A more complicated case is related to ordering, which is how to deal with bundles that were installed before the manager was present and/or activated. In this case, a normal update is not completely sufficient since the manager really wants to update the bundle to a virtual bundle, but keep its existing content. Technically, this is possible with the current API by using the entry-related Bundle methods to reconstruct the installed bundle, then performing an update on it to convert it to a virtual bundle.

Resource handling

Typically, a framework implementation has to know something about the content of a bundle to create resource URLs. For example, both Felix and Equinox create resource URLs something like this:


This sort of approach is necessary since the specification requires that resource URLs can be used as the context to create other resource URLs. Unfortunately, this breaks the module's encapsulation of its content (i.e., the framework must be aware that there is a bundle class path concept).

Currently, a manager must manager register a URL stream handler to provide a protocol to access its virtual modules' content as resources if it cannot be handled via an existing protocol. The downside of this approach is that, for now, a manager has to be active to provide a stream handler service, which means resource access will stop working if the manager is stopped.

A potential solution to this is to inject the virtual module with a resource URL factory which allows the manager to inject its own “opaque” index integer into the framework's normal resource URL.

Dynamic imports

It is possible to add support for dynamic imports through the injection of a special type of wire in the VirtualModule.resolve() method. Like the boot wire, this dynamic wire would be special and would be searched by the manager-owned class loader after its own content and would potentially result in a dynamic import.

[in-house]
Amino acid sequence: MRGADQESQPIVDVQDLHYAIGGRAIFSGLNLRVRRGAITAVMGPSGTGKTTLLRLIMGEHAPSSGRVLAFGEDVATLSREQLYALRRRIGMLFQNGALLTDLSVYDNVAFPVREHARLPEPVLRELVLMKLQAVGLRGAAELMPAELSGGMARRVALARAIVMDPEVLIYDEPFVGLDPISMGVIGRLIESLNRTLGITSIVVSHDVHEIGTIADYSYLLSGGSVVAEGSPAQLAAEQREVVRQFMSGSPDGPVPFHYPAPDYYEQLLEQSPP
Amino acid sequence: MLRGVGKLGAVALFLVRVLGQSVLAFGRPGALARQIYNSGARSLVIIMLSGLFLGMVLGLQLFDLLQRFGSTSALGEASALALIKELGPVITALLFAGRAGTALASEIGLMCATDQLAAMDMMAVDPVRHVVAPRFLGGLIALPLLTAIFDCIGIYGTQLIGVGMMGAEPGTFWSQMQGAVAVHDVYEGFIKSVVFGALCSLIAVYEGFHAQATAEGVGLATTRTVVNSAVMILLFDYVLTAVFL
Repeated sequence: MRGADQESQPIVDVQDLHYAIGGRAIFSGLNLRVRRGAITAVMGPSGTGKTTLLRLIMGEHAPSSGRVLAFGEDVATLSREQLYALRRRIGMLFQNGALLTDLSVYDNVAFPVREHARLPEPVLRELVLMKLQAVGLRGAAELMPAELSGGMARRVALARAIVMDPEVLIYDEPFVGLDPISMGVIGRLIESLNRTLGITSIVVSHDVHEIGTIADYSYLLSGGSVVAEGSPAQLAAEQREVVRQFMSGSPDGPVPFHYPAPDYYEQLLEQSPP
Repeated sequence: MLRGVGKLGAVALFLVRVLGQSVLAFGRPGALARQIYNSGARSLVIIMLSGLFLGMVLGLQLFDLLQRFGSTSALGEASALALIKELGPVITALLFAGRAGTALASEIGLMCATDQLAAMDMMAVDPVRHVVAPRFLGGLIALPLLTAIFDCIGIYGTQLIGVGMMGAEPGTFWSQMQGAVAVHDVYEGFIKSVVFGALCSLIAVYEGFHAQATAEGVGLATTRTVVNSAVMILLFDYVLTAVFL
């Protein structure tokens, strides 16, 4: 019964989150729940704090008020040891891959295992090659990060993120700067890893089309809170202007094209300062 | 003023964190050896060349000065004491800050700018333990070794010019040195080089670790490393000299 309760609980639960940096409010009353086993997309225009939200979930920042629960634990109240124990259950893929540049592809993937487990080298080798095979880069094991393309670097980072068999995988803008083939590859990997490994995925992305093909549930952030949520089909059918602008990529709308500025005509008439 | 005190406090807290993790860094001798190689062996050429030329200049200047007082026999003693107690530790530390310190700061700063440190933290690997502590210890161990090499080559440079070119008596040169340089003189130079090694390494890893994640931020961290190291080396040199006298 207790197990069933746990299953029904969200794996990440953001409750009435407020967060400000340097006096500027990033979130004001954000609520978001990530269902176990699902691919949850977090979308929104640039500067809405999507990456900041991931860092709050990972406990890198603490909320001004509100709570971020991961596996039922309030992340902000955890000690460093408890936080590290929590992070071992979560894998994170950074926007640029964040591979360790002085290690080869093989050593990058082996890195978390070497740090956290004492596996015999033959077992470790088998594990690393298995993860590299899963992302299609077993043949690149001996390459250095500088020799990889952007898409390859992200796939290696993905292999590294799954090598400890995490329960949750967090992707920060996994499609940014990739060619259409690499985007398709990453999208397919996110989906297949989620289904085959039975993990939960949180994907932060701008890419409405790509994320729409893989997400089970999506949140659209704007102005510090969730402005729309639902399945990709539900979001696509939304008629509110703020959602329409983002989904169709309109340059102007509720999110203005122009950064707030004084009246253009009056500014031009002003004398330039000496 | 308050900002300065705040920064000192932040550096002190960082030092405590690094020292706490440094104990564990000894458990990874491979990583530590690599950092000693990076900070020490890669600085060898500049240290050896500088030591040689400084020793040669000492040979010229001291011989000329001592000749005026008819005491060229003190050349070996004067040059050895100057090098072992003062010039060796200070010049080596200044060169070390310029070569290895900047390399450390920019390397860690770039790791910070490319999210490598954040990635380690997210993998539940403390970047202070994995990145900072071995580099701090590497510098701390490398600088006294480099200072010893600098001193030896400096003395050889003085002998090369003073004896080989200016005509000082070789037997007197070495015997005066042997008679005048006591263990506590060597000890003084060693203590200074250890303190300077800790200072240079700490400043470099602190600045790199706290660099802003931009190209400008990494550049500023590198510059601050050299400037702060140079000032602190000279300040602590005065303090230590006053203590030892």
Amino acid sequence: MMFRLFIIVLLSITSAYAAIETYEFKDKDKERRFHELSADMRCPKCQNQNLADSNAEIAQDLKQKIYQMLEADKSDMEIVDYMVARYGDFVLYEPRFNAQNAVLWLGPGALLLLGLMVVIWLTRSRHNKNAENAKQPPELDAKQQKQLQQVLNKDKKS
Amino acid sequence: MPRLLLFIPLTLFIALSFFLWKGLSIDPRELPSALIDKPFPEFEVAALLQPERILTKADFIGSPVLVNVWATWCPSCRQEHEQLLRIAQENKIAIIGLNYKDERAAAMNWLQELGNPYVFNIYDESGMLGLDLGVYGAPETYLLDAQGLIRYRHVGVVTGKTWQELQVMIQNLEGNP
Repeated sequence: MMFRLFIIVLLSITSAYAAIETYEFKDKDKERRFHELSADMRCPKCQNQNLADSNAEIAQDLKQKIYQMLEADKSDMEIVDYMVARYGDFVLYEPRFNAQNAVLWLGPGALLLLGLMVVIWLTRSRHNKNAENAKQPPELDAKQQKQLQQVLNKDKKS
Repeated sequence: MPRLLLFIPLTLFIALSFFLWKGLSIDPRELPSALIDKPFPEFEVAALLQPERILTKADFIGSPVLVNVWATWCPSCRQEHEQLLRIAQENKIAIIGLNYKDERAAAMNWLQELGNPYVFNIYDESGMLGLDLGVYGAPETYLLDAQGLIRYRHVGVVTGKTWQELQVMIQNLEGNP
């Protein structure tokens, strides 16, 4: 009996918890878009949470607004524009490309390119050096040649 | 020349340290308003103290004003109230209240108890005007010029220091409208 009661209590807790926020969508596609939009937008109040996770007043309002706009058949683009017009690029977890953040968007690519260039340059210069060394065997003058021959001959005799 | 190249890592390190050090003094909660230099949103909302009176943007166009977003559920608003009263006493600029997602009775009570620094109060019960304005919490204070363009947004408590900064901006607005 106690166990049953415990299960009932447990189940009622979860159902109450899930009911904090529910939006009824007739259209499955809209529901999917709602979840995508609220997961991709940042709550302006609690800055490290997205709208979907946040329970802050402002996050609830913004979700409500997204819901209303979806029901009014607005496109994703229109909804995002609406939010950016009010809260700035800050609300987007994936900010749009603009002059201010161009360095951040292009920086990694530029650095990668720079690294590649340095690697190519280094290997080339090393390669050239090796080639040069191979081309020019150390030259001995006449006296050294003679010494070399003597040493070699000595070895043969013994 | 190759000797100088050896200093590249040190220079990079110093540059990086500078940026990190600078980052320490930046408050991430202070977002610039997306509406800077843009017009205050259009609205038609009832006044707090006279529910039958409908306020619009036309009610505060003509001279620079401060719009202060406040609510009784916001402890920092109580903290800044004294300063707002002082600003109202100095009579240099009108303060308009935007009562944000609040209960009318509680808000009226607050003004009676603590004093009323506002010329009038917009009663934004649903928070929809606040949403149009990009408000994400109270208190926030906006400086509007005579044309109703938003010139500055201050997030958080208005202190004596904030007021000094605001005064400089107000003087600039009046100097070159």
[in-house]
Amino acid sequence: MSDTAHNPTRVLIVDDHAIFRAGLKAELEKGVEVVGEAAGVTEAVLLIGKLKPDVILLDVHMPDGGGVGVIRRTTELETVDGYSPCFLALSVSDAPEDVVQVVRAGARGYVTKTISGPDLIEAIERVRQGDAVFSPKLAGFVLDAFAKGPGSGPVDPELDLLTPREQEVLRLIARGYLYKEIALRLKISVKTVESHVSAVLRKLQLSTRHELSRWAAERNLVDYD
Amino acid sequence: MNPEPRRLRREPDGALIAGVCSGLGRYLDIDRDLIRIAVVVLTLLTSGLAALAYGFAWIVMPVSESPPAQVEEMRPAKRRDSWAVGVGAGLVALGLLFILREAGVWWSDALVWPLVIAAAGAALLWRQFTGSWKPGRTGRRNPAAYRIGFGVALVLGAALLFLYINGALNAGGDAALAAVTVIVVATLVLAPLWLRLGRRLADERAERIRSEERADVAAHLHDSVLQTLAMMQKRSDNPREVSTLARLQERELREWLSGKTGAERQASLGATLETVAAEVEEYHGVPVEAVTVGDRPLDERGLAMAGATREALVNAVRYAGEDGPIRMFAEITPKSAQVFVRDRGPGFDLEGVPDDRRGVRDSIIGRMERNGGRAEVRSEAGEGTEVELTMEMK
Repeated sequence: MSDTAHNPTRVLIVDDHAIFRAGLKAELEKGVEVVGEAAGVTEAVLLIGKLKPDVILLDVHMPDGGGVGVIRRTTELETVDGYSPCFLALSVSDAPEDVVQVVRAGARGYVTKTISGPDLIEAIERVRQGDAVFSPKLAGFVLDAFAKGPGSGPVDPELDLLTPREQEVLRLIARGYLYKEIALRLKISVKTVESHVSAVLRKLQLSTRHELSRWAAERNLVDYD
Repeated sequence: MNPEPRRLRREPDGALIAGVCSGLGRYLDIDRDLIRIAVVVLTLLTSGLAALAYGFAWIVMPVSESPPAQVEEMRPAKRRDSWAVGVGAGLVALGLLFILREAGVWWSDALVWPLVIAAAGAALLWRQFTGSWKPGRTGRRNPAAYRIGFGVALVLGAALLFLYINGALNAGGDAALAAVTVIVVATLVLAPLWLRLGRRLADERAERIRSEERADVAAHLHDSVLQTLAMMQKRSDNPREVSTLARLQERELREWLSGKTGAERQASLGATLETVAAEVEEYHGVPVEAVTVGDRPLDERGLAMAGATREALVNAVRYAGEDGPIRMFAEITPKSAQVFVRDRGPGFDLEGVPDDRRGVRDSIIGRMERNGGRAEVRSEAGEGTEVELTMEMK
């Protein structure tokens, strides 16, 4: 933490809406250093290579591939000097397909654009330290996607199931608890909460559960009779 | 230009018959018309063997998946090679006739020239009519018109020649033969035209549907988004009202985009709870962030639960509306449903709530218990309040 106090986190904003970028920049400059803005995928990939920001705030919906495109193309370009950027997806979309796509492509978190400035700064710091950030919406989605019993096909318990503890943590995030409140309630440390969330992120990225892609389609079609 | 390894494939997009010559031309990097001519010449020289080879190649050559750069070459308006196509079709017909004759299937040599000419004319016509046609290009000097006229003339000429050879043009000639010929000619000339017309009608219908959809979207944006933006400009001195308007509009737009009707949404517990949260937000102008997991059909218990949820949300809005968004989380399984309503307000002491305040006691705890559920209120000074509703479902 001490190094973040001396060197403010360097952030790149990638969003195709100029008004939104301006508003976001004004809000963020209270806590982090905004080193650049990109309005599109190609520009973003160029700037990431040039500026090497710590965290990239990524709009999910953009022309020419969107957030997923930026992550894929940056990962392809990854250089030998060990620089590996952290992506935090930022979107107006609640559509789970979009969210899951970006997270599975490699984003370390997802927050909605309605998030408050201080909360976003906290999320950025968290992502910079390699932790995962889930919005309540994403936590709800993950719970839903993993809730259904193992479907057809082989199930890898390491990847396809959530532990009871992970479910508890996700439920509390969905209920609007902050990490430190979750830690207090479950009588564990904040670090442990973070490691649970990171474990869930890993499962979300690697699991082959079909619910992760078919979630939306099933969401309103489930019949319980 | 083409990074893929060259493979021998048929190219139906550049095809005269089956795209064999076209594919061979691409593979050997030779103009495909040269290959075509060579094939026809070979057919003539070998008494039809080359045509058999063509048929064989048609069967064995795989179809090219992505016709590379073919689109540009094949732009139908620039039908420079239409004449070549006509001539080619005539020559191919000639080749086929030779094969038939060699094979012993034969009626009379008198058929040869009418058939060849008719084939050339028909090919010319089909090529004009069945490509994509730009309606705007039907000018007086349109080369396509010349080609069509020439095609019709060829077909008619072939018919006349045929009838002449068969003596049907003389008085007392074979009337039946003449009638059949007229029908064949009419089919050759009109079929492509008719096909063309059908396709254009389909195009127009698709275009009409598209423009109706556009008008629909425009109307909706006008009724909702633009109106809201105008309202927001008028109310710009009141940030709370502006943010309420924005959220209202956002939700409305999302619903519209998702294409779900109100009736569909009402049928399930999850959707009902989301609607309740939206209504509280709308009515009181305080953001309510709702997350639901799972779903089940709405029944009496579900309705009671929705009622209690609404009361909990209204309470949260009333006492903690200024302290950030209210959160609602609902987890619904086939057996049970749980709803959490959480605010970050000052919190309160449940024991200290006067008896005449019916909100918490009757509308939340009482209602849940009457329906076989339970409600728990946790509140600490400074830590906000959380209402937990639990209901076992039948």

It may technically be possible to support fragments. Currently, a virtual module is injected with wires that provide access to classes and resources. Conceptually, we could handle fragments by injecting the virtual module with a set of fragment bundles from which it could load entries. The only trick is that the injected bundles could not be a normal bundle since a normal bundle can have multiple bundle revisions associated with it; the injected fragment bundle would need to be a wrapper around a specific revision. Other approach it to create a new wire-like interface for fragment access which could be injected into the virtual module.


One possible approach to deal with security is to inject the virtual module with a protection domain for it to use when defining classes. For virtual modules using predefined classes, then it won't be possible to assign additional permissions to those classes.

Lazy activation

Too support lazy activation across normal bundles and virtual bundles, API would need to be defined for them to participate in this process. Mostly likely, the virtual module would need to be injected with some object for keep track of which classes are being created and which bundles need to be activated.

Considered alternatives


Rev. 1700393 by cziegeler on Tue, 1 Sep 2015 06:04:06 +0000